The Fort of Brégançon, which stands on a rock 30 metres above the sea, has been offering privacy and sunshine to French presidents for decades, although its history goes back much further than that.
The fort is perched on a tiny island – just 4.5km long – connected to the French mainland by a causeway and has been a strategic site since the 6th century, acting as a seigneurial residence, a Crown estate property and a military site equipped with artillery including 23 cannons under Napoleon Bonaparte.
It was Charles de Gaulle who gave it the status of official presidential residence in 1968 and it’s usually used for presidential holidays – similar to Camp David in the USA and Chequers in the UK.
It has since been transformed into a pleasant residence while maintaining what remained of the ancient fortress, giving presidents the opportunity to take advantage of the sunshine of the Riviera.
French presidents have their main residence and offices in the Elysée Palace, the beautiful 18th century residence in the heart of Paris. In addition to Brégançon, presidents also have the use of La Lanterne, a former hunting lodge in the grounds of Versailles, and although they can’t stay in the sumptuous Palace of Versailles they do sometimes hold events and meeting with foreign dignitaries there.
It’s Brégançon’s offshore location that was the key for De Gaulle, who considered it the only place in the south of France secure enough to receive foreign heads of state, particularly from Mediterranean countries in the geopolitical context of decolonisation.
While it remains secure, it is these days within long-lens range for photographers, as several presidents have discovered.
But through the years of the Fifth Republic, French presidents have had quite varying attitudes to this undoubted perk of the job.
De Gaulle’s successor Georges Pompidou seemed to love it and spent his weekends in the Fort both in summers and winters. He opened its doors to the media, letting himself be photographed with his spouse in more relaxed clothing and playing pétanque with his bodyguards.
Valéry Giscard d’Estaing, who regularly stayed there with his family, brought the national spotlight on the Fort by letting paparazzi venture around the residence, snapping pictures of him in swimsuit and tennis shoes, but also installing CCTV inside the residence.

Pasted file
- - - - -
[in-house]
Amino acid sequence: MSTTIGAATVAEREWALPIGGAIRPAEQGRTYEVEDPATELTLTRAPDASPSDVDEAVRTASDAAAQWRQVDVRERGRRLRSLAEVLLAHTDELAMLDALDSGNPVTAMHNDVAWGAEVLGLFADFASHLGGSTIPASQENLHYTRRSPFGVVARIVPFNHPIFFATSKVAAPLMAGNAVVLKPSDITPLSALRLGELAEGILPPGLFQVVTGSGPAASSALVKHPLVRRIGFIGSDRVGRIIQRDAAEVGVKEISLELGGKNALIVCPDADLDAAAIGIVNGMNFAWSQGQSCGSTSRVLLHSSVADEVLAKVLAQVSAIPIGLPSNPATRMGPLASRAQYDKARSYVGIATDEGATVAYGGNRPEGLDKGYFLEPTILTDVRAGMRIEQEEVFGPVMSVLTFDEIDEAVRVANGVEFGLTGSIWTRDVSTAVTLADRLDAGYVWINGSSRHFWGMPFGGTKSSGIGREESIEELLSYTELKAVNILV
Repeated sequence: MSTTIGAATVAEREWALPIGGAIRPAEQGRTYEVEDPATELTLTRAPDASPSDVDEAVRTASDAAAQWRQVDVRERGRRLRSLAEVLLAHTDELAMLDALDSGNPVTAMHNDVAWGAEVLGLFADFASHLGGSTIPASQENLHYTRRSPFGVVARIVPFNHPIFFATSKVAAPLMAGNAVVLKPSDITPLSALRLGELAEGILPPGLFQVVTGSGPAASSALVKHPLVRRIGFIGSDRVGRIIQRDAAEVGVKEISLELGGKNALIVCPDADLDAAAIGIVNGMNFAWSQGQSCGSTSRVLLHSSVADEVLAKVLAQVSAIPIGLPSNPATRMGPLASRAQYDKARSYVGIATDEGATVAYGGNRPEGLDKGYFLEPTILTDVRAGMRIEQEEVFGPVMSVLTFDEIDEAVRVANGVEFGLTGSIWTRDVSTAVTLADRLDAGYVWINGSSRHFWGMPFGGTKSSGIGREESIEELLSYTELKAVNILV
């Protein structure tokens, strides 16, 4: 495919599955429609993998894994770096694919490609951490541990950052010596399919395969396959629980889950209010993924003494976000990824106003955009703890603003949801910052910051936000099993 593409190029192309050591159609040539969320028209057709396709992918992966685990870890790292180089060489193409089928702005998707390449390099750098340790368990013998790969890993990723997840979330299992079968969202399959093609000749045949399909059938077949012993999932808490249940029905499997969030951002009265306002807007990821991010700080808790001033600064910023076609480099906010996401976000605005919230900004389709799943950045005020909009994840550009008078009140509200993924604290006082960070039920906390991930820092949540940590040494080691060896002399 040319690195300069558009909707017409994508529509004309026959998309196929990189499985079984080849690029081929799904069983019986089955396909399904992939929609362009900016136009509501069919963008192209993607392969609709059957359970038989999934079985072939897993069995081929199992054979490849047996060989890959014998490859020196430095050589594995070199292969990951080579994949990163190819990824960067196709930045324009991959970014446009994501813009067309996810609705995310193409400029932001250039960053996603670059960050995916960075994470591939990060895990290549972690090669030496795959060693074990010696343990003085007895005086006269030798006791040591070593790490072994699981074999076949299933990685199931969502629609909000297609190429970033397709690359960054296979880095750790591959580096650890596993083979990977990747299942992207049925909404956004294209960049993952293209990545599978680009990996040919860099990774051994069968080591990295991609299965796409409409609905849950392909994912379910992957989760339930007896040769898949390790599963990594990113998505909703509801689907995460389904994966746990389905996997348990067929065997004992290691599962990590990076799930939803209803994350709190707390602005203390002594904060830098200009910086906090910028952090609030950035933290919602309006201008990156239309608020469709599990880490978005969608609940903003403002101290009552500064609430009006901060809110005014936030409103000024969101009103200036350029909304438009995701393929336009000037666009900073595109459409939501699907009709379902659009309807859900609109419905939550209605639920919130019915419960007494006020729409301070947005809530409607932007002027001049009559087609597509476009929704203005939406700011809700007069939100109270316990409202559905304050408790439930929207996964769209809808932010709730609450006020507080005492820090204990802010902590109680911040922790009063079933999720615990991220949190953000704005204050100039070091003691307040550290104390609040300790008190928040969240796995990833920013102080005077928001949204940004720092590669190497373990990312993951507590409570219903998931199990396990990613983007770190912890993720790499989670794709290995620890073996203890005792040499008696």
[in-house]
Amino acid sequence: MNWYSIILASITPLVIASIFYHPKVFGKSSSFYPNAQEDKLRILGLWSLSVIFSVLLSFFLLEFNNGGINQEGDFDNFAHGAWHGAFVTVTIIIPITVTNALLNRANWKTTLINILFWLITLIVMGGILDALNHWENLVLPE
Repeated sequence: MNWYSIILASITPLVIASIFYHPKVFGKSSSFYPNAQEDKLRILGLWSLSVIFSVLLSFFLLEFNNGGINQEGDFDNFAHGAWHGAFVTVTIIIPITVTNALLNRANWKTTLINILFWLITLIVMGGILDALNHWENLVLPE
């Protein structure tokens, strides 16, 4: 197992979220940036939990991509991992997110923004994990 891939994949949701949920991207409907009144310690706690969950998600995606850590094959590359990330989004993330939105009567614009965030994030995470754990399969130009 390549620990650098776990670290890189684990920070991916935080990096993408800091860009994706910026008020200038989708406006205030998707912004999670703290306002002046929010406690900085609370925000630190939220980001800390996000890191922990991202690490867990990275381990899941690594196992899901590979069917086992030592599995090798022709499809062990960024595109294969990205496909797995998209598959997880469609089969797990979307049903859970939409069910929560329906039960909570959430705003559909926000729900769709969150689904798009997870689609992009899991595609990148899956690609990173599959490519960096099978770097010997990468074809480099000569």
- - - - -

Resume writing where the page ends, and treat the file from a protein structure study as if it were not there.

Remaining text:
When socialist François Mitterrand won the election, he declared: “the Republic doesn’t need a secondary residence.”
He limited his visits to work meeting – the SNCF strikers in 1987 and two heads of state the Irish Prime Minister Garret Fitzgerald and German Chancellor Helmut Kohl – although he took no steps to sell off Brégancon.
His successor Jacques Chirac particularly appreciated the fort because of its location in the Var département where he lived as a child.
With his spouse Bernadette, they regularly attend mass at the local church and greeted residents and tourists. In 2004, the President received Algerian President Abdelaziz Bouteflika to appease tensions. The Brégançon presidential desk was photographed for the first time.
During his presidency Nicolas Sarkozy received foreign politicians including Condoleezza Rice, but also took some time to exercise. The pictures of him jogging around the Fort were described as creating a new style of presidential communication. Later, he was photographed on the beach with first lady Carla Bruni during her pregnancy.
François Hollande, who branded himself as a “normal president” felt no particular attachment to the Fort and opened the site to the public for visits, although he did host some work meetings there.
Since being elected in 2017 Emmanuel and Brigitte Macron seem to have enjoyed the Fort, retreating there during the summers and being photographed on the beach or having fun on jet-skis – they also installed a swimming pool which cost €34,000.
Brigitte Macron owns a property in the northern French seaside resort of Le Touquet, which the couple use for family time. But Emmanuel Macron has also used the Fort for work, hosting British Prime Minister Theresa May in August 2018, Russian President Vladimir Putin in August 2019, on the eve of the G7 in Biarritz, and Chancellor Angela Merkel in summer 2020.
This year he declared that he would be having a “pause studieuse” at Brégançon and use the summer to think about how to tackle some of France’s most pressings issues.
With a cost of living crisis, war in Europe and political turmoil at home, let’s hope that his beach reading bears fruit.
By Julie Edde